Industrial concurrency specification for C/C++
Dr Mark Batty
Senior Lecturer, University of Kent
Modern computer systems have intricate memory hierarchies that violate the intuition of a global timeline of interleaved memory accesses. In these so-called relaxed-memory systems, it can be dangerous to use intuition, specifications are universally unreliable, and the outcome of testing is both wildly nondeterministic and dependent on hardware that is getting more permissive of odd behaviour with each generation. These complications pervade the whole system, and have led to bugs in language specifications, deployed processors, compilers, and vendor-endorsed programming idioms – it is clear that current engineering practice is severely lacking.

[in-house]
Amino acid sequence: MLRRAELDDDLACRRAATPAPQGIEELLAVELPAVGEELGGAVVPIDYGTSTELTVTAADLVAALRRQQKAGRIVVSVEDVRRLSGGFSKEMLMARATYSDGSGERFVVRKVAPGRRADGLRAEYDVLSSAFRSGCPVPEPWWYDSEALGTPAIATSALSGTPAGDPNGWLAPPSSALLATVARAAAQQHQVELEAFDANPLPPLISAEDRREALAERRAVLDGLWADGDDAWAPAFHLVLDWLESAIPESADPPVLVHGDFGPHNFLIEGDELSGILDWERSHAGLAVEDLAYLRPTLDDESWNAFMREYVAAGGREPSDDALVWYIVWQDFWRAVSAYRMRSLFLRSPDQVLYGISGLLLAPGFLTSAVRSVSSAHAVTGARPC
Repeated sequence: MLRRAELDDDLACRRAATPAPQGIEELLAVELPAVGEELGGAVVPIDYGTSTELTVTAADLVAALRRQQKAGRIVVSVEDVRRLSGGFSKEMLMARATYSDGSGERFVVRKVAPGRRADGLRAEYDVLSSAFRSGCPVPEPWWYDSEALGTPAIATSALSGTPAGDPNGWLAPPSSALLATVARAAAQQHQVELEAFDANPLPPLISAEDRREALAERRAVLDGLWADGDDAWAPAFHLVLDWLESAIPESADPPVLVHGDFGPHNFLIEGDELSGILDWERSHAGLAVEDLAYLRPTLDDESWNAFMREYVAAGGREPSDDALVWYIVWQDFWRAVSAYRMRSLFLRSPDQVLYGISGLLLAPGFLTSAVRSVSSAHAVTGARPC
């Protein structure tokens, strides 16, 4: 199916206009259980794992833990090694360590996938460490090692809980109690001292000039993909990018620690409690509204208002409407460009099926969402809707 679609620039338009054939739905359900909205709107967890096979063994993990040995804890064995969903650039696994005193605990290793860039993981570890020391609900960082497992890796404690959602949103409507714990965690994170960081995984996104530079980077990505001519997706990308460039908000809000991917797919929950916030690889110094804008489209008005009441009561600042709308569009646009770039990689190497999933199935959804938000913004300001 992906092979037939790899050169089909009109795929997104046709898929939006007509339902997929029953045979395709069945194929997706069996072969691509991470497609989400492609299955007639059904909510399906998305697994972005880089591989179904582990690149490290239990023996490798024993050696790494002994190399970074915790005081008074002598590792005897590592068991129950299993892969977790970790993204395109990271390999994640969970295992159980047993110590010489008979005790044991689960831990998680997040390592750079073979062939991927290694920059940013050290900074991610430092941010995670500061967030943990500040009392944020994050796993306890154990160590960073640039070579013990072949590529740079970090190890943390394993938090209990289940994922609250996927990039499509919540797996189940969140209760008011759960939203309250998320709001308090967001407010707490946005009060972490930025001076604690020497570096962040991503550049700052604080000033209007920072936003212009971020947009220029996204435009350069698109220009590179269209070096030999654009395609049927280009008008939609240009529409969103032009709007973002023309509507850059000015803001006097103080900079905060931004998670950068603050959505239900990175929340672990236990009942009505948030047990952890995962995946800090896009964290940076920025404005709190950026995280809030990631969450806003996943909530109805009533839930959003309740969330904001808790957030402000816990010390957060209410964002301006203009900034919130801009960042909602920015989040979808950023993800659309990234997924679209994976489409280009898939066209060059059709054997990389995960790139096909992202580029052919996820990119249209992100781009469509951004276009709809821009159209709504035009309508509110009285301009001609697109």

I will describe my part of a sustained effort in the academic community to tackle these problems by applying a range of techniques, from exhaustive testing to mechanised formal specification and proof. I will focus on a vein of work with strong industrial impact: the formalisation, refinement and validation of the 2011/14/17 C and C++ concurrency design, leading to changes in the ratified international standard, and ultimately uncovering fundamental flaws that lead us to the state of the art in concurrent language specification. This work represents an essential enabling step for verification on modern concurrent systems